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Final tally: Majority of Chicago high schools will reduce police presence on campus this year

Children walk by a Chicago police officer, who is stationed in front of a brick building in the background.
Children walk by a Chicago police officer. The majority of Chicago high schools with campus officers have voted to reduce the size of their in-school police forces this year.
Scott Olson / Getty Images

After months of deliberation, the majority of Chicago high schools with campus officers have voted to reduce the size of their in-school police forces this year or remove them entirely.

So far, of the 53 schools that currently have officers, 31 schools have moved to reduce their in-school police force. Two votes are still pending, and another 17 schools had already decided to remove officers last year.

Among the 31 campuses deciding to reduce their in-school police force, seven have voted to fully remove officers, including Jones College Prep and Lake View High School. The remaining 24 — including Marshall High School and Hyde Park High School — have voted to retain one of two officers this coming year and use the savings from the force reduction for programs such as social workers and private security.

Chicago high schools had until last week to vote on safety plans for the school year, the second such vote in 12 months. This time, the conversations were more nuanced and informed by more comprehensive data showing students of color are more harshly disciplined and overpoliced than their white peers.

Local School Councils — volunteer groups comprised of parents, teachers, and community representatives that govern individual schools — made safety decisions at most schools based on community meetings with administration, staff, and parents. Schools without LSCs voted on SROs after convening community meetings with parents and school leaders.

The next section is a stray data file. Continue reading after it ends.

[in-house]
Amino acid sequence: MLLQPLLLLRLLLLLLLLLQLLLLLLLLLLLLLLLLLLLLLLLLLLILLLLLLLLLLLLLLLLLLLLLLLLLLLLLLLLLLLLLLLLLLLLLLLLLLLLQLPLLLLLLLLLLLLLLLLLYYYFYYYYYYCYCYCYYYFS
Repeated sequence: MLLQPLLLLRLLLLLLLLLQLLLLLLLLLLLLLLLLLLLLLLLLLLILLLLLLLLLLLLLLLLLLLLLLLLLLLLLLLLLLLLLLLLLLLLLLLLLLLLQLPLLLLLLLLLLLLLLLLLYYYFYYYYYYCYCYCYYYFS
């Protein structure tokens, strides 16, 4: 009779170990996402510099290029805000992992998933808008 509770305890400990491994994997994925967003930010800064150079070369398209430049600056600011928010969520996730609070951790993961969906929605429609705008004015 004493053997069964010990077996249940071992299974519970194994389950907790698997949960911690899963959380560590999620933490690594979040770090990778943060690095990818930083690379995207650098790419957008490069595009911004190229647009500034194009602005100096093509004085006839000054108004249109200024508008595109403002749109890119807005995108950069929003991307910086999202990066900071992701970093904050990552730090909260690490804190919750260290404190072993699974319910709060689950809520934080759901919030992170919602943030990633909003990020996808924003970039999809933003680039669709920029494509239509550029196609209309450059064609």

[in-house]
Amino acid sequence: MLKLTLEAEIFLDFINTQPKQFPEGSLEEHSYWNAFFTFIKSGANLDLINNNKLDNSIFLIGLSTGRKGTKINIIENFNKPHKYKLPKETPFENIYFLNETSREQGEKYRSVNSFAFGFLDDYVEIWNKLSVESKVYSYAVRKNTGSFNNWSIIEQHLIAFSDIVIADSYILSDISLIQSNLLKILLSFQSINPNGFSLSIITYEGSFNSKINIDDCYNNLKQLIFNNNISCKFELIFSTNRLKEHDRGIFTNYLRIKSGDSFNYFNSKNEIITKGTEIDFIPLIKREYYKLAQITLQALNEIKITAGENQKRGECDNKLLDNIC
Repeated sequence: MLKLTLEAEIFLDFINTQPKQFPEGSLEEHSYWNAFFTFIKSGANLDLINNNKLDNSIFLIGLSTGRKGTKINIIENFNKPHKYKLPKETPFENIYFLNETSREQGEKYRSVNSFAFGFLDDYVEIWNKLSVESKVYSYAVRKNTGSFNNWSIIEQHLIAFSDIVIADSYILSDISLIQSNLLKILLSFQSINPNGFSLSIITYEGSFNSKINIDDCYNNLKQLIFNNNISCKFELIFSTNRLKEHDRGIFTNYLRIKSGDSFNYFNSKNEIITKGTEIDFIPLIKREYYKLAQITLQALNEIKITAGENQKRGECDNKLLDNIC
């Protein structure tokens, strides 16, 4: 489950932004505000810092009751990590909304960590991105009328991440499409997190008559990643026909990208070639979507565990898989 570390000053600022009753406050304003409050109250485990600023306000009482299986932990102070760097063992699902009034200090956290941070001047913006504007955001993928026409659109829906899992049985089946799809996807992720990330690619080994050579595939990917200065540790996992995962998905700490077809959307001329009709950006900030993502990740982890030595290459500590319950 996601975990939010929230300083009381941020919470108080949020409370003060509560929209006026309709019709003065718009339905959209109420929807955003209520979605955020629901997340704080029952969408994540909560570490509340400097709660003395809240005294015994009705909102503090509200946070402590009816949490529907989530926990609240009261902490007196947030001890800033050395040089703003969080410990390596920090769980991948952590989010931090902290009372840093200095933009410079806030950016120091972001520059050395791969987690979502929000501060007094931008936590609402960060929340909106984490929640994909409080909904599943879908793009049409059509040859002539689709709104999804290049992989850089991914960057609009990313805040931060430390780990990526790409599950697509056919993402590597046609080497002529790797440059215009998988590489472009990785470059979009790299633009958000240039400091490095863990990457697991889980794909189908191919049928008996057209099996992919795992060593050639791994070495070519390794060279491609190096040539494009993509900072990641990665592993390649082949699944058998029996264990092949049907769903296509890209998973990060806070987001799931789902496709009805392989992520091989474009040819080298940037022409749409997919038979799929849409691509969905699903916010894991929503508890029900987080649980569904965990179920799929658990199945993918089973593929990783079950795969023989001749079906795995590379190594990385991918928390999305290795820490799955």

“We are making progress,” said Jasmine Roach, a student leader with Voices of Youth in Chicago Education, in a Tuesday statement. “While it’s been a long time coming, I am glad to see that the voices of students are taken seriously.”

Schools that voted to cut SROs from their campuses last summer lost district dollars that would have supported those officers. Now, they get to keep some of those funds. They’ll receive at least $50,000 per officer they voted to remove to reallocate toward new safety plans, with more money sent to schools prioritized by the district’s Equity Index, district spokesperson James Gherardi said. (The average campus police salary is $87,000, plus an additional $65,000 in benefits.)

In total, about $2 million is set to shift away from SROs to fund alternative safety methods across the district, according to a joint statement released by the Whole School Safety Committee. Over the past three years, the district’s police force has been cut by almost half, according to the steering committee’s analysis.

The district-commissioned committee in March issued guidelines to help schools that voted to reduce police presence craft their next steps. It recommended methods for investing in student mental health and engaging with de-escalation strategies, among several other specific and actionable measures. At their meetings, councils drafted a long list of alternatives, from off-duty officers stationed at pickup and dropoff to hiring administrators, social workers, and restorative justice coordinators.

Advocates have expressed enthusiasm about the trend away from police on campus and toward holistic safety alternatives. Others have voiced concerns that bringing in private security could reduce accountability in cases of police violence against students, and that teachers might not have capacity to take on yet another role in facilitating de-escalation and restorative justice.

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